Objective and Purpose. Consumers want to know who a shop is, what they do and how your shop can help them. All of this can be conveyed through a strong “About Us” page where customers learn:

• How and why the shop started.

• How long the shop has been around.

• Mission statement.

• Code of ethics.

Innovation. Increase your traffic by offering information that relates to yet reaches beyond the topic of collision repair. ASA judges awarded points to Evergreen Autoworks for offering customers a series of basic car care tips and answers to frequently asked maintenance questions.

Credibility. People want to feel safe, and to know someone they can trust is working on their car, Kilbourne says. This can be one of the most difficult hurdles for a shop to clear. Odom and Macaluso agree, and rely on customer testimonials to help. “We highly suggest our clients actively pursue testimonials from their customers, and [display] them around the website,” Sanchez says. “These comments can be very powerful.”

Interactivity. The more time people spend on a website, the higher it will rank on search engines, and the more likely you are to reach greater numbers of potential customers. In the effort to get viewers to stick around a website, some shops have found it helpful to include a mix of quizzes, surveys, a blog, polls and live online chats.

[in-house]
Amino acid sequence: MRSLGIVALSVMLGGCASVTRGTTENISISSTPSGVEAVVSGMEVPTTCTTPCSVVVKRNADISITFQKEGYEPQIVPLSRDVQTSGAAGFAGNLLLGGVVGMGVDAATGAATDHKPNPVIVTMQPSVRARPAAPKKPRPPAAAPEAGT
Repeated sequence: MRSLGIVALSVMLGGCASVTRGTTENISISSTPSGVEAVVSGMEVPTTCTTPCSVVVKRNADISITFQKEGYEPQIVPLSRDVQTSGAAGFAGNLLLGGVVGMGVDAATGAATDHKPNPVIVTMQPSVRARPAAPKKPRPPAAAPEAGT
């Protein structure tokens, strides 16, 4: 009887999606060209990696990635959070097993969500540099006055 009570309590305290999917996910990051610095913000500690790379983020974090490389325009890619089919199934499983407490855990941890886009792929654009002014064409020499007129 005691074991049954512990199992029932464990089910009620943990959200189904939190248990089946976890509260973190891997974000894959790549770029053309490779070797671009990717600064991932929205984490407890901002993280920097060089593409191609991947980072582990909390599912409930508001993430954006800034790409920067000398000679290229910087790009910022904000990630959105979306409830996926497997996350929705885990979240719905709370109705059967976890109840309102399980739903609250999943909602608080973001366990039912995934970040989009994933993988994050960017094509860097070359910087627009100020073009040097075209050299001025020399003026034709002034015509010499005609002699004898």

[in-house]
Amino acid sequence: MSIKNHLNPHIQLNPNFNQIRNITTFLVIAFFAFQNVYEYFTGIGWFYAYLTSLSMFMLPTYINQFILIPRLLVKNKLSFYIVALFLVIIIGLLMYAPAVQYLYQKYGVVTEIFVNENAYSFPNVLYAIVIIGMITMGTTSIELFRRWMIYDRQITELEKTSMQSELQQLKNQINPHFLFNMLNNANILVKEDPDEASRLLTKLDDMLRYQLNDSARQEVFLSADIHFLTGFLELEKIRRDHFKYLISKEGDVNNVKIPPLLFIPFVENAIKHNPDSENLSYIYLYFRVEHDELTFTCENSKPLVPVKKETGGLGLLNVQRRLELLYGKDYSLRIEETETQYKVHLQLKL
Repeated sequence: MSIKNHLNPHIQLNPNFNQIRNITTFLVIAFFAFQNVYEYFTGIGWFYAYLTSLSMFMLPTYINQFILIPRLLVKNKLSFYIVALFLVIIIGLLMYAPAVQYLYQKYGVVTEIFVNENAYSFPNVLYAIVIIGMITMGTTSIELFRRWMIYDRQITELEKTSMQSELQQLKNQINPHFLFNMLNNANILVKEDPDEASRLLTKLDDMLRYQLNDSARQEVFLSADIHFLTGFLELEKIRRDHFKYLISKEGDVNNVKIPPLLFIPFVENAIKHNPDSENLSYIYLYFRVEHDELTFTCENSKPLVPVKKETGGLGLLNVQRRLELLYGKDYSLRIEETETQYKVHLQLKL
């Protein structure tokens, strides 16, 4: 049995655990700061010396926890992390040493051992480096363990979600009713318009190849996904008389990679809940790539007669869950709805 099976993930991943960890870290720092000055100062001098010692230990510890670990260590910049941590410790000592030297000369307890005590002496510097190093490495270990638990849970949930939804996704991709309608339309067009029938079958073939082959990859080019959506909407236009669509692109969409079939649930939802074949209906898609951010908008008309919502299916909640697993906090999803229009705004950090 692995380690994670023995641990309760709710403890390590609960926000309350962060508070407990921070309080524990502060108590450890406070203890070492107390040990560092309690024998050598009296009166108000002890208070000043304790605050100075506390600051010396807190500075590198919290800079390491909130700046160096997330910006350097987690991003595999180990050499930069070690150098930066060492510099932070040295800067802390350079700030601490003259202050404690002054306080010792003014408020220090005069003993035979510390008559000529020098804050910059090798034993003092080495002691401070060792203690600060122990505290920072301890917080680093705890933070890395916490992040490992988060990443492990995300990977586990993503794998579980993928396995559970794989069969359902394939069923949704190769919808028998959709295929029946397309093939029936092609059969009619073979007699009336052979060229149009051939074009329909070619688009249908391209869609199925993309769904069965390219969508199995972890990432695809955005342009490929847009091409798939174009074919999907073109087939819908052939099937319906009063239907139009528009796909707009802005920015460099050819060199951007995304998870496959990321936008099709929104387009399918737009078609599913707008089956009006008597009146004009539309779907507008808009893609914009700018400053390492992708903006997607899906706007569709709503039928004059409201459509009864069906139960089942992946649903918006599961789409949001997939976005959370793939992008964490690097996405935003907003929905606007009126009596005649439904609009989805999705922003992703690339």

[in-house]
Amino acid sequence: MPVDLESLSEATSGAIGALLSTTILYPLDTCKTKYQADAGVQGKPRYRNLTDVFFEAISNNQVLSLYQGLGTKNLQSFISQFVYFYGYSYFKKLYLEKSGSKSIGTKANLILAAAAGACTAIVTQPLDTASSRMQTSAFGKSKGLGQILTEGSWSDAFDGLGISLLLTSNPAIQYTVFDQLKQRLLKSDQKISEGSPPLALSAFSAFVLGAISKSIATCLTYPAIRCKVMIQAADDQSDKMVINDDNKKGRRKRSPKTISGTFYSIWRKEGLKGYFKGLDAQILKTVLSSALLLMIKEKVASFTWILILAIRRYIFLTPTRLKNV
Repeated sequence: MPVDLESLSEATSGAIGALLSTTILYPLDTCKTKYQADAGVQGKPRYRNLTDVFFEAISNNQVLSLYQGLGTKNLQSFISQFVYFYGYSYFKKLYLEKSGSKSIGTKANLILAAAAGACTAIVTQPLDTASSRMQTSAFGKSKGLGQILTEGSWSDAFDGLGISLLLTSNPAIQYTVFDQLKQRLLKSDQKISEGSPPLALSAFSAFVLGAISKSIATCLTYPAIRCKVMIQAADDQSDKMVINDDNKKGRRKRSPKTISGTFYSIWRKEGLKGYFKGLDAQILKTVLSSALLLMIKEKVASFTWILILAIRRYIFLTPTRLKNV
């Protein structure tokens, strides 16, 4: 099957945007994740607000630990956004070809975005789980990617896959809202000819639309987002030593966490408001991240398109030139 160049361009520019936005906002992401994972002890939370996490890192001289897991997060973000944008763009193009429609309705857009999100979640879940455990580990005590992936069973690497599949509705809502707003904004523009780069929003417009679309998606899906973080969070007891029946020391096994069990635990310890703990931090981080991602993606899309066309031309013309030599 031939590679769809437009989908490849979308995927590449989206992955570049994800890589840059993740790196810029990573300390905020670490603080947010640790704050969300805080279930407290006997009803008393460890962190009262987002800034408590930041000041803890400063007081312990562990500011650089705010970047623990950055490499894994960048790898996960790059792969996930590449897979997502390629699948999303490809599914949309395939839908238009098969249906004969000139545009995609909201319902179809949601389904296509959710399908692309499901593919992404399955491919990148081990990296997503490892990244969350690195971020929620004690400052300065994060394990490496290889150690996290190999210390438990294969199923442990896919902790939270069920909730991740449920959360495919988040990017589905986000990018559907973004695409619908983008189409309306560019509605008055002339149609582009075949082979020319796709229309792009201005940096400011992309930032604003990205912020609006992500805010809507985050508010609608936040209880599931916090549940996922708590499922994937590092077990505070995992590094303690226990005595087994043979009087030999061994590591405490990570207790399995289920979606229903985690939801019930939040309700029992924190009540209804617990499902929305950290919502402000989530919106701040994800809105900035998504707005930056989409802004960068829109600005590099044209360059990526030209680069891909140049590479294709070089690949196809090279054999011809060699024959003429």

Call to action. Evergreen Autoworks and Encinitas have drawn people to their shops through their websites by offering online coupons and discounts for scheduling appointments online. Experts say this prompts customers to come in the shop.

First Impressions Last

Creating a solid, successful website requires focus and effort. And the importance of evaluating your website to stay competitive continues to grow as more collision shops present themselves—and well—online.

“Consumers assume if you have a low-quality website, you probably have a low-quality shop,” says Moore, of CollisionBuilder.com.
The decision to hire a Web professional paid off for Macaluso. You have to find a Web designer who understands your business, she says. “Put your mind at ease by letting a professional help.” And then let your website work its wonder: One of Macaluso’s clients who discovered the shop online now brings five cars to the shop.

And after you fix up your website, enter it in next year’s ASA competition. Entry forms for the contest will be available starting June 1, 2010. Visit asashop.org for more information.